Monday, May 11, 2009

Cartwheels in.......


In 2005, the Nigerian Gymnastics Federation began to set up a technical committee and were looking for an advisor for the National team. This main aim of this technical committee was to be able to take a team of Nigerian athletes to The 2006 Commonwealth Games in Melbourne.  From what I can gather, they did not succeed in sending a team to Melbourne.  Hopefully they will be more successful in the next quad.

In 2008 The Gymnastics Federation of Nigeria decided to introduce gymnastics in to school curriculums in the Federal Capital Territory, meaning the sport has popularised rapidly.  The plan is to seek talent through the schools and to then give talented kids more specialised training in order to "close the gap now exisiting between the aging and the upcoming athletes" according to All Africa Now news source.  The federation is eager for Nigeria to produce internationally competitive champions.  There has, however, been some opposition to the introduction of the sport, on economic grounds, with education group complaining that there are not enought facilities available to teach gymnastics properly in many of the forty schools selected.

I was prompted to write the latest Cartwheels segment about Nigeria after reading about a little gymnast called Mercy Dooshima James, who is described as rising talent in Nigerian gymnastics by USA Next.  I was taken by the fact she shares the same name as my favorite Aunt (!) but also because of her small story about how she started gymnastics at age six.  She told reporters that beginning gymnastics was the riskiest thing she ever did.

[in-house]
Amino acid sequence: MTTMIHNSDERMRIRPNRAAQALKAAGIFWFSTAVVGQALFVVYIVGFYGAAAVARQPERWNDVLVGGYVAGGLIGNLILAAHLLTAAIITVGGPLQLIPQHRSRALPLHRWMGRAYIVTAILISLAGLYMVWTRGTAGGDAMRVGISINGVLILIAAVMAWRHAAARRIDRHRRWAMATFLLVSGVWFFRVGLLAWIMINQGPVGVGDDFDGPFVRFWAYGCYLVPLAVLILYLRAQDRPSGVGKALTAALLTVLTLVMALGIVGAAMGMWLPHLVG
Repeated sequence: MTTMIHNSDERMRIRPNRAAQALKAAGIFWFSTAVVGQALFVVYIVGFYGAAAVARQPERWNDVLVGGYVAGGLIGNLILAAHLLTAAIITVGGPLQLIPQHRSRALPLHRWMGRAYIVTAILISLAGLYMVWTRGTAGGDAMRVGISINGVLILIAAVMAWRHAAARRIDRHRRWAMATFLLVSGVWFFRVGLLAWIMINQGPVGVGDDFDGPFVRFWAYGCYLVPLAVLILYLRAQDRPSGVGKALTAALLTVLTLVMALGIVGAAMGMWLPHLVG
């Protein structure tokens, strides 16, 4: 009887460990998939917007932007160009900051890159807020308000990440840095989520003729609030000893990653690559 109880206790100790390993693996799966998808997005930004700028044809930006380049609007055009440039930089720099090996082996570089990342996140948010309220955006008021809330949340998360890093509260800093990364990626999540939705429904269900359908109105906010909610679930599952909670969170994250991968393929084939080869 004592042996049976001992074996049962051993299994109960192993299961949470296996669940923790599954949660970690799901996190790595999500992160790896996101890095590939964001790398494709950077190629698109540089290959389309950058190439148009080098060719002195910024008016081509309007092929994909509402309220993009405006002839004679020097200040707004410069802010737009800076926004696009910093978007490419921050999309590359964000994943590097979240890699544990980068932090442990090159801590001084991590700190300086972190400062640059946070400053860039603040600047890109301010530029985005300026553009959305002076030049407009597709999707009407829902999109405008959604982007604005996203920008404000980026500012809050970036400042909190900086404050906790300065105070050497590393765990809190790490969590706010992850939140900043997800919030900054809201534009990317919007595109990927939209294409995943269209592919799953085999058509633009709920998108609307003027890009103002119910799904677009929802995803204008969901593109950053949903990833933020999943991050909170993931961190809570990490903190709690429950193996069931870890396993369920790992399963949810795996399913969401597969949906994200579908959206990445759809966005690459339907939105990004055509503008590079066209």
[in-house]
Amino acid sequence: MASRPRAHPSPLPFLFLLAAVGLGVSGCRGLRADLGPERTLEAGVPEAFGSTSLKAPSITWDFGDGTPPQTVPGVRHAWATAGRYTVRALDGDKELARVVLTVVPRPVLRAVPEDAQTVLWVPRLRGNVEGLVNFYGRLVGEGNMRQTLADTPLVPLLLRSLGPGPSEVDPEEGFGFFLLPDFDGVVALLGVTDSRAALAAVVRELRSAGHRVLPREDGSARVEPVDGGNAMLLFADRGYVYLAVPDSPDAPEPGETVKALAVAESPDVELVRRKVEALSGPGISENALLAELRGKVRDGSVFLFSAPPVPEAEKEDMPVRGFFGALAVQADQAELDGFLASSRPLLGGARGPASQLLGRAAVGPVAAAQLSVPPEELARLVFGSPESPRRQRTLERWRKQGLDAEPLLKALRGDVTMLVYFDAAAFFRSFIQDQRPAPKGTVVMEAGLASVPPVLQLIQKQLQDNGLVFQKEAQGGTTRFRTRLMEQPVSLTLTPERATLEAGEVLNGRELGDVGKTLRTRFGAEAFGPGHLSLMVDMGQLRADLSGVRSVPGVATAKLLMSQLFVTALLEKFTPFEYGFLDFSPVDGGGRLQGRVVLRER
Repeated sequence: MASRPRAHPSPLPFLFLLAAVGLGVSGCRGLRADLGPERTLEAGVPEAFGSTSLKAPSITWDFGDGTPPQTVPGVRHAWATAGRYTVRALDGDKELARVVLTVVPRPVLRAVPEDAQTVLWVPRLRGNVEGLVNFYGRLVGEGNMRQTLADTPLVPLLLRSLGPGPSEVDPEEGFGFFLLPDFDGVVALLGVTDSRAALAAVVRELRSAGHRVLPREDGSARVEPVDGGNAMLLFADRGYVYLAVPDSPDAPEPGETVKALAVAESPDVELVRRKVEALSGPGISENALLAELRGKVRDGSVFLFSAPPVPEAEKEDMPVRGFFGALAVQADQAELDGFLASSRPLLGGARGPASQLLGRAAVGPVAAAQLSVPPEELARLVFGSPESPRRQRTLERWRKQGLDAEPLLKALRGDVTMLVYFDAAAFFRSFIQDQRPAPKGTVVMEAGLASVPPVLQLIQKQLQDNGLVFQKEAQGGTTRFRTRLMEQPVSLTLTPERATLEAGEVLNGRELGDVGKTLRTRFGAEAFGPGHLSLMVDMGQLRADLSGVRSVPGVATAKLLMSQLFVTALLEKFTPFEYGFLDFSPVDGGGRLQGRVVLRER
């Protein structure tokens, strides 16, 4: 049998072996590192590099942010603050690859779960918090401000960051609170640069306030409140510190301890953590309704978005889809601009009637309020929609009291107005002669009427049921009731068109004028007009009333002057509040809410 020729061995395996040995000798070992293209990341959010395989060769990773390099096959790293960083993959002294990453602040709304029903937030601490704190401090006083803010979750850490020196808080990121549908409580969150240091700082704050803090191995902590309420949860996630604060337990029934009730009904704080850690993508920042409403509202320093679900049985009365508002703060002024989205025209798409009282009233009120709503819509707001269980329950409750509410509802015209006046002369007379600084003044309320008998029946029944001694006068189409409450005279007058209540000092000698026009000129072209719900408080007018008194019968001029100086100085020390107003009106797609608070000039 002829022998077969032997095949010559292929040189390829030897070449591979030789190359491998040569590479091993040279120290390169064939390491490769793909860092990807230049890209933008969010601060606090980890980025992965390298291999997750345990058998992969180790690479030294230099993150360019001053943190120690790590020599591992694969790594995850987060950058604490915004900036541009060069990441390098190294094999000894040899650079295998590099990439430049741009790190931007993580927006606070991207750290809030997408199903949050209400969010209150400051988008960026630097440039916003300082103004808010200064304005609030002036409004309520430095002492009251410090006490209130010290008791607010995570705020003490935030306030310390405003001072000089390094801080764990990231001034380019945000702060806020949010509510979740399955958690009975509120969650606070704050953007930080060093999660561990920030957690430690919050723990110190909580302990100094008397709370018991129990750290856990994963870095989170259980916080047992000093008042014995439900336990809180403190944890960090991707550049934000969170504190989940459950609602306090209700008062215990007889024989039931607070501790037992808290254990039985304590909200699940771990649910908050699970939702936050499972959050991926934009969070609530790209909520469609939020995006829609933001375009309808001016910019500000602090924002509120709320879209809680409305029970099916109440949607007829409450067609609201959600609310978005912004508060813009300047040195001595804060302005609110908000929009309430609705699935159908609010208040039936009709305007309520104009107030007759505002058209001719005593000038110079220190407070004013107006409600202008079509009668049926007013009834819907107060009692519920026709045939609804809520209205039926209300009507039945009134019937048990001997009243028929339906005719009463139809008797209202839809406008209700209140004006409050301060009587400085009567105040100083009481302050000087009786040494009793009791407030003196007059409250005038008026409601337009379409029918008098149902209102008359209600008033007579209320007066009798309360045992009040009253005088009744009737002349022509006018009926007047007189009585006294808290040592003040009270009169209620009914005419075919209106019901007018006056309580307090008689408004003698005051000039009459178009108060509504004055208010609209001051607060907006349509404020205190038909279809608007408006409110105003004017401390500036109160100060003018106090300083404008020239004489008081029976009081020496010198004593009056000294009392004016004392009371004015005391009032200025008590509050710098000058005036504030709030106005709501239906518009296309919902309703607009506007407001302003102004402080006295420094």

"I have this friend Mary, who is part of our team.  Any time I watch her practise I pray in my heart that she does not get hurt.  She is always twisiting her body, jumping, somersaulting and doing a lot of things.  I thought God, please do protect her."

Sweet huh?  Then of course, little Mercy couldn't help but join in all the twisting and jumping!  Since joining her club, she has won medals at a National Sports Festival and at the Dangote Championships where she took a silver on floor.  Mercy now plans to continue in gymnastics through secondary school.  Her parents have been very supportive.

The Edo State Club seems to be the most successful Nigerian sports club, hosting and winning the recent third Aljahi Aliko Dangote Gymnastics Competition at the National stdium.  10 year-old gymnast Marvis Idehen is the their best gymnast and helped the club as they took home 10 gold, two silver, and four bronze from the competition. 

Three hundred gymnasts competed altogether at the last Dangote championships. The junior category was just introduced to the competition this time.   A leading sponsor of Nigerian gymnastics, Foluso Adefemi,  told The Guardian, " The journey so far has been challenging.  Taking up this enormous task these past years is my humble way of contributing to the development of gymnastics in Nigeria.  In this edition we have decided to include the junior category in order to catch them at a young age."
He has promised continuing financial support of the National Championships in order to encourage the growth and competitive nature of it in Nigeria.

Recently, at a soccer game in which a Nigerian team played, a group of supporters held up a funny sign, saying;
"Our gymnastics is no good.  Our ping pong is no good.  But our soccer is good!"  

Hopefully with all the resources being put into Nigerian gymnastics in the hope of bringing medals to the country, the soccer fans won't be able to claim this anymore!

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